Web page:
USGS Says Alaska a Hot Spot for Avian Influenza to Enter North America

While no highly pathogenic avian influenza viruses have been found in Alaska, the state is an important area to monitor because of migratory bird flyways from North America and Eurasia that overlap it.

The U.S. Geological Survey has released additional evidence that western Alaska is still a hot spot for avian influenza to enter North America. The new report published in Virology Journal by BioMed Central said that, while no highly pathogenic avian influenza viruses have been found in Alaska, the state is an important area to monitor because of migratory bird flyways from North America and Eurasia that overlap it.

"Our past research in western Alaska has shown that while we have not detected the highly pathogenic avian influenza virus, up to 70 percent of the other avian influenza viruses isolated in this area were found to contain genetic material from Eurasia, providing evidence for high levels of intercontinental viral exchange," said Andy Ramey, a scientist with the USGS Alaska Science Center and lead author of the report. "This is because Asian and North American migratory flyways overlap in western Alaska."

According to the USGS April 5 news release, "most strains of avian influenza are not highly pathogenic and cause few signs of disease in infected wild birds. However, in poultry, some low-pathogenic strains can mutate into highly pathogenic avian influenza strains that cause contagious and severe illness or death among poultry, and sometimes among wild birds as well. Past research by the USGS found low pathogenic H9N2 viruses in an Emperor Goose and a Northern Pintail. Both viruses were nearly identical genetically to viruses found in wild bird samples from Lake Dongting, China, and Cheon-su Bay, South Korea."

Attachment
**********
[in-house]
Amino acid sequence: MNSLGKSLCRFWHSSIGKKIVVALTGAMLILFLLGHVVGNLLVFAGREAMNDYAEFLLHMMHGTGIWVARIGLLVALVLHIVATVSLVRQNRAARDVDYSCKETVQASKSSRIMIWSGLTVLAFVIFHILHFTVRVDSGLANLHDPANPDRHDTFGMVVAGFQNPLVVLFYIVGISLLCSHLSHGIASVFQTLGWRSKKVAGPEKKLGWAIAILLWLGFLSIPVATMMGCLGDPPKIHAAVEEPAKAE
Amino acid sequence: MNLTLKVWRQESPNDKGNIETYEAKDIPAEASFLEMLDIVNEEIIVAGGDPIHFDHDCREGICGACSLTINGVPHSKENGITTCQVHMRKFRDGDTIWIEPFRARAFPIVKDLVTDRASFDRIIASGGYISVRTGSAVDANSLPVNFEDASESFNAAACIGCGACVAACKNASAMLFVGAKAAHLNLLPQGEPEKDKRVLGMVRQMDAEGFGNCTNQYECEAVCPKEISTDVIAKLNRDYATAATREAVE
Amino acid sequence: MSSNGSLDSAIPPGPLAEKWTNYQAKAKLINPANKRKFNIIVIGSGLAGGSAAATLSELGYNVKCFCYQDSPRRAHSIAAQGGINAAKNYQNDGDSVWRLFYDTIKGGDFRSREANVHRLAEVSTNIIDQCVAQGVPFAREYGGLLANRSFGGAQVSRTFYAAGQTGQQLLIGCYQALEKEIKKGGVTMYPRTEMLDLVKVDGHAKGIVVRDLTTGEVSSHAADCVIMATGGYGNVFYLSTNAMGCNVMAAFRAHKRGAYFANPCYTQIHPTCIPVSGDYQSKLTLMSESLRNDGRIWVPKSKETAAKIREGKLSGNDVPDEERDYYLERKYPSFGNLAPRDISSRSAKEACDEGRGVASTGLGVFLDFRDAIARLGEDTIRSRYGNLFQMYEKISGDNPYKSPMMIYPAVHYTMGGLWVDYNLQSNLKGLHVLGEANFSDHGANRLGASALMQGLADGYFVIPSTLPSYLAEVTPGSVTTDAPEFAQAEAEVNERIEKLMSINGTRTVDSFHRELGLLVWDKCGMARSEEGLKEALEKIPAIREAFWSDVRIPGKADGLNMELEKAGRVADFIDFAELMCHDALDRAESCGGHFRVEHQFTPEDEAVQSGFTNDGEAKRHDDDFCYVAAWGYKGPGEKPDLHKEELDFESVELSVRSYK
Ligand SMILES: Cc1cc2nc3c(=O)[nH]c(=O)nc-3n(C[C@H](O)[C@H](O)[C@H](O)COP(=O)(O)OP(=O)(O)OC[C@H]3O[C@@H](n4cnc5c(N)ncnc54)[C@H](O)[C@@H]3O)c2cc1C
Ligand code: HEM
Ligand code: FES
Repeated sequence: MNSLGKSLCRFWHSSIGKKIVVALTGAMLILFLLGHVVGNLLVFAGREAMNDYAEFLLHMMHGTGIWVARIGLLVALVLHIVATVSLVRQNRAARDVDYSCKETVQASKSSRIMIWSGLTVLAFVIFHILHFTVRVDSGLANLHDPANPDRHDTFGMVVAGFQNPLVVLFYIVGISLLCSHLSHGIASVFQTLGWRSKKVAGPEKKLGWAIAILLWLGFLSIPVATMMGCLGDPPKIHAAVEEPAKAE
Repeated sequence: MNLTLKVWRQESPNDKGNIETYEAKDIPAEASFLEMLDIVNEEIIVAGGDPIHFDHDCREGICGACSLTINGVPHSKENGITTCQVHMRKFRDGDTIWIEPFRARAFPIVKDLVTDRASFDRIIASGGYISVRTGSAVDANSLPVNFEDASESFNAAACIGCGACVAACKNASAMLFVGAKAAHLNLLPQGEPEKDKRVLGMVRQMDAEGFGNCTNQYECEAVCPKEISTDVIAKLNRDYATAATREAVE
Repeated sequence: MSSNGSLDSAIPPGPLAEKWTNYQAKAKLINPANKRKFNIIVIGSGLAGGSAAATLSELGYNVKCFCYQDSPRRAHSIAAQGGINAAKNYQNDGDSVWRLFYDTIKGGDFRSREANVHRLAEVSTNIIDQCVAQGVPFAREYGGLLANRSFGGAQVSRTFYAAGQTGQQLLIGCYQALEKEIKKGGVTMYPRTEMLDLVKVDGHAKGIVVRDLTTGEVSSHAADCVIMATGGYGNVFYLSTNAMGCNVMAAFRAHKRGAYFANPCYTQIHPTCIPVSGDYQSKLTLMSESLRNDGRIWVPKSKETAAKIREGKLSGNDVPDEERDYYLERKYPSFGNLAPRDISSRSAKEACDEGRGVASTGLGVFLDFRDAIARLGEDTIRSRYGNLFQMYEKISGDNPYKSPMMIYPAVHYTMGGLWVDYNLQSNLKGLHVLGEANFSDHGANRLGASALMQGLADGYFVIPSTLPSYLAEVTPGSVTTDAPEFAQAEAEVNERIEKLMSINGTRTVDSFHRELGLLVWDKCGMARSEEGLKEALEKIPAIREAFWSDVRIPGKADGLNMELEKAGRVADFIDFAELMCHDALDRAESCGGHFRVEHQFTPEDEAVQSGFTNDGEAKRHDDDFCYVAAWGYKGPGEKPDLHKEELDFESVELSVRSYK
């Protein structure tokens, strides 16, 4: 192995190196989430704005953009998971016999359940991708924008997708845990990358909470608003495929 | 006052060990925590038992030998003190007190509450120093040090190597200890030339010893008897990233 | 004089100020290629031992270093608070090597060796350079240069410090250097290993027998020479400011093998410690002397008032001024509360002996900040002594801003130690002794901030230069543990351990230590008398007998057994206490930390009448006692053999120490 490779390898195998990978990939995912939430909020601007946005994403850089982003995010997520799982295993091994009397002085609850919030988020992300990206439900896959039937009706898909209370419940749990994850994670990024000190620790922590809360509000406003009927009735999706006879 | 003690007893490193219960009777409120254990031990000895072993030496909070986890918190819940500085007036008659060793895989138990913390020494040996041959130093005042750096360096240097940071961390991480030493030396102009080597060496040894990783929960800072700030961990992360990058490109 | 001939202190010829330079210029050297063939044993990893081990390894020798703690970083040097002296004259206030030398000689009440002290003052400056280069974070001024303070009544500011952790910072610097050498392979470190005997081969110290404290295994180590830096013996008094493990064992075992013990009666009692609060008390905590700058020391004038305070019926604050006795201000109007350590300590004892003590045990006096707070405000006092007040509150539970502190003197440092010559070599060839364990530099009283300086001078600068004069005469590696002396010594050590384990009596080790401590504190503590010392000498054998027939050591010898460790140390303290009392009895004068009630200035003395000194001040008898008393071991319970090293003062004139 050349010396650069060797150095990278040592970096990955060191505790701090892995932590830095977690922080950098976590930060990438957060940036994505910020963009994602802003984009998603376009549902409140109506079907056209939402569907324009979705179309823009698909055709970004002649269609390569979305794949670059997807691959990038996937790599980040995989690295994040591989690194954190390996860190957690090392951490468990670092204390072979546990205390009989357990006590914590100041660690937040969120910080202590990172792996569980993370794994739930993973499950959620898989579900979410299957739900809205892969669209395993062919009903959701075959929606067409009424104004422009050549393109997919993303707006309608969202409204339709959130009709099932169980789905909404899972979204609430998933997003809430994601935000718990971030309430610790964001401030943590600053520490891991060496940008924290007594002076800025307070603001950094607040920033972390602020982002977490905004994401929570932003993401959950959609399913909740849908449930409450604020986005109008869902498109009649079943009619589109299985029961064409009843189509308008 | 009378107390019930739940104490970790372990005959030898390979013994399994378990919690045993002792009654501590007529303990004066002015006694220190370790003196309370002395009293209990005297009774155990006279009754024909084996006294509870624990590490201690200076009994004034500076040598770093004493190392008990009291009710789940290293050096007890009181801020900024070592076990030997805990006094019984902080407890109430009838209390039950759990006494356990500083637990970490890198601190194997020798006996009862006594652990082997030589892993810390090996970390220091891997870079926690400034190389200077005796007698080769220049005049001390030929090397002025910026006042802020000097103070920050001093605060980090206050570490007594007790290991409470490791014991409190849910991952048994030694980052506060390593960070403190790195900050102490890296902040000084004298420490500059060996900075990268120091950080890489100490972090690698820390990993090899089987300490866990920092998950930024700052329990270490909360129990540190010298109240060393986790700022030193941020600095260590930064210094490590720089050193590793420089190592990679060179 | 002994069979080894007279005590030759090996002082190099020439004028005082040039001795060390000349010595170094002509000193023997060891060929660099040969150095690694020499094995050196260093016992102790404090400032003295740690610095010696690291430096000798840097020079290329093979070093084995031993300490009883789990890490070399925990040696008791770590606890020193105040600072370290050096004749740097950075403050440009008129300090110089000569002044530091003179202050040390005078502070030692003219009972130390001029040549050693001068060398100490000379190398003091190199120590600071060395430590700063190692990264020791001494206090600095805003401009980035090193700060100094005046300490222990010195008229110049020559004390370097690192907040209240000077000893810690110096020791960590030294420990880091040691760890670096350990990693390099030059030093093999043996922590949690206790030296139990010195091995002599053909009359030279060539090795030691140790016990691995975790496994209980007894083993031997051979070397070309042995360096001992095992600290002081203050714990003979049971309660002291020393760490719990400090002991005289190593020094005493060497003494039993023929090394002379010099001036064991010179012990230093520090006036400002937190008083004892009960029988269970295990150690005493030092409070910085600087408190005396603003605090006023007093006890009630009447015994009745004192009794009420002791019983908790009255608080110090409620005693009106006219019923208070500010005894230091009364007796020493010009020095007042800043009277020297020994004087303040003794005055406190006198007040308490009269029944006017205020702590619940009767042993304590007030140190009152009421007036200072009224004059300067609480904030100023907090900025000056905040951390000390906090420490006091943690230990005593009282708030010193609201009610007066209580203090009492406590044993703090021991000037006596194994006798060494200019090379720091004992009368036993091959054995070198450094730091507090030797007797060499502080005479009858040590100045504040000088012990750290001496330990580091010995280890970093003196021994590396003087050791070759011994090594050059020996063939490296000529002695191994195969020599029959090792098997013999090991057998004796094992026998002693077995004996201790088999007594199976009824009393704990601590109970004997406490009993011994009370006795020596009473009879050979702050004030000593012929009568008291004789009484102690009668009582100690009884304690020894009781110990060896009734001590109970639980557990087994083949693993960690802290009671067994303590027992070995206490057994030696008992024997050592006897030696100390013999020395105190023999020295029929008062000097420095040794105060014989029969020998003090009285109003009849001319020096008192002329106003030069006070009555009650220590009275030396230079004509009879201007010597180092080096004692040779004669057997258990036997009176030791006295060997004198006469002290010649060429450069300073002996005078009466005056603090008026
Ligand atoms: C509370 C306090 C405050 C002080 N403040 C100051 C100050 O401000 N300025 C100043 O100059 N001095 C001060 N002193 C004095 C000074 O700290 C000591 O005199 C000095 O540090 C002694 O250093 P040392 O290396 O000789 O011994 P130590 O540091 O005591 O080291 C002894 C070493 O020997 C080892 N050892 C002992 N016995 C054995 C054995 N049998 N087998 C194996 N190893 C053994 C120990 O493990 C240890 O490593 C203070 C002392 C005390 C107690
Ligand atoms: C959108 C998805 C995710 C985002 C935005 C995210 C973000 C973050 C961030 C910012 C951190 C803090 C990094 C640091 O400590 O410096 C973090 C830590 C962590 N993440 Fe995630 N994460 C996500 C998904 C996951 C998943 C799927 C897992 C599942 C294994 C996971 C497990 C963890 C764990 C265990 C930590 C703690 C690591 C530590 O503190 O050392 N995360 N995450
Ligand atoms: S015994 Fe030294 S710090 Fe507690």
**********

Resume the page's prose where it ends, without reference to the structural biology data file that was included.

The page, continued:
The H9N2 viruses are not known to infect humans, but similar viruses have caused disease outbreaks in domestic poultry in Asia, Ramey said.

USGS scientists collaborated with colleagues at the Yukon Kuskokwim Health Corporation in Bethel, Alaska, and the Southeastern Cooperative Wildlife Disease Study in Athens, Georgia to obtain and test bird samples from Alaska Native subsistence hunters in Spring 2015. Hunters provided researchers with over 1,000 swabs from harvested water birds, which are the primary hosts of avian influenza viruses.

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